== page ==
• Disposition, metabolism and mass balance of [(14)C]apremilast following oral administration.

Disposition, metabolism and mass balance of [(14)C]apremilast following oral administration.

Xenobiotica; the fate of foreign compounds in biological systems (2011-08-24)
Matthew Hoffmann, Gondi Kumar, Peter Schafer, Dorota Cedzik, Lori Capone, Kei-Lai Fong, Zheming Gu, Dennis Heller, Hao Feng, Sekhar Surapaneni, Oscar Laskin, Anfan Wu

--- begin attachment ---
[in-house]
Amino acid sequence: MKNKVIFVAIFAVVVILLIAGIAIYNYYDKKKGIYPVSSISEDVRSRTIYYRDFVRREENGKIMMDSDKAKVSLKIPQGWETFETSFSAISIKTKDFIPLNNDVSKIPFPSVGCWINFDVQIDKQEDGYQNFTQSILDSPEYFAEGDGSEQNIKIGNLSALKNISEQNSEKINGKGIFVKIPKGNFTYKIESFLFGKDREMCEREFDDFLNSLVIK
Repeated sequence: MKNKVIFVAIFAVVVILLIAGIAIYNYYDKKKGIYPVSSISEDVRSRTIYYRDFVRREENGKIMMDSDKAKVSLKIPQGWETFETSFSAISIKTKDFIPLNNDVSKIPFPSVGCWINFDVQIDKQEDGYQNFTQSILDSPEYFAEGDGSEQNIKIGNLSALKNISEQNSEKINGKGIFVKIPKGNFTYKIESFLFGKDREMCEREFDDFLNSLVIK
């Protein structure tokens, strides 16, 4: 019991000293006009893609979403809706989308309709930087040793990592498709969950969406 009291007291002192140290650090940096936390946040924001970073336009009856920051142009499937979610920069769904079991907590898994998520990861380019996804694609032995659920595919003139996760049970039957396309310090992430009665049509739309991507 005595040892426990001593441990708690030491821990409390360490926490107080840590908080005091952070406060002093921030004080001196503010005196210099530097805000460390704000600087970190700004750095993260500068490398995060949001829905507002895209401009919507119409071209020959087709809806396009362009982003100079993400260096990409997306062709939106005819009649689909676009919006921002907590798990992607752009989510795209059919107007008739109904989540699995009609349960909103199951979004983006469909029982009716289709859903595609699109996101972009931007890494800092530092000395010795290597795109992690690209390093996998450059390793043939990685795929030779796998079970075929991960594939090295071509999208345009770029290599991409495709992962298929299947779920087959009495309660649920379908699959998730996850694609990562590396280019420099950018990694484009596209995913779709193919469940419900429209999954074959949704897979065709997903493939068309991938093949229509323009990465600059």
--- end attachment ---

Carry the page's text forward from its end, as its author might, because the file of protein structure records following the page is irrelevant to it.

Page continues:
Apremilast is a novel, orally available small molecule that specifically inhibits PDE4 and thus modulates multiple pro- and anti-inflammatory mediators, and is currently under clinical development for the treatment of psoriasis and psoriatic arthritis. The pharmacokinetics and disposition of [(14)C]apremilast was investigated following a single oral dose (20 mg, 100 μCi) to healthy male subjects. Approximately 58% of the radioactive dose was excreted in urine, while faeces contained 39%. Mean C(max), AUC(0-∞) and t(max) values for apremilast in plasma were 333 ng/mL, 1970 ng*h/mL and 1.5 h. Apremilast was extensively metabolized via multiple pathways, with unchanged drug representing 45% of the circulating radioactivity and <7% of the excreted radioactivity. The predominant metabolite was O-desmethyl apremilast glucuronide, representing 39% of plasma radioactivity and 34% of excreted radioactivity. The only other radioactive components that represented >4% of the excreted radioactivity were O-demethylated apremilast and its hydrolysis product. Additional minor circulating and excreted compounds were formed via O-demethylation, O-deethylation, N-deacetylation, hydroxylation, glucuronidation and/or hydrolysis. The major metabolites were at least 50-fold less pharmacologically active than apremilast. Metabolic clearance of apremilast was the major route of elimination, while non-enzymatic hydrolysis and excretion of unchanged drug were involved to a lesser extent.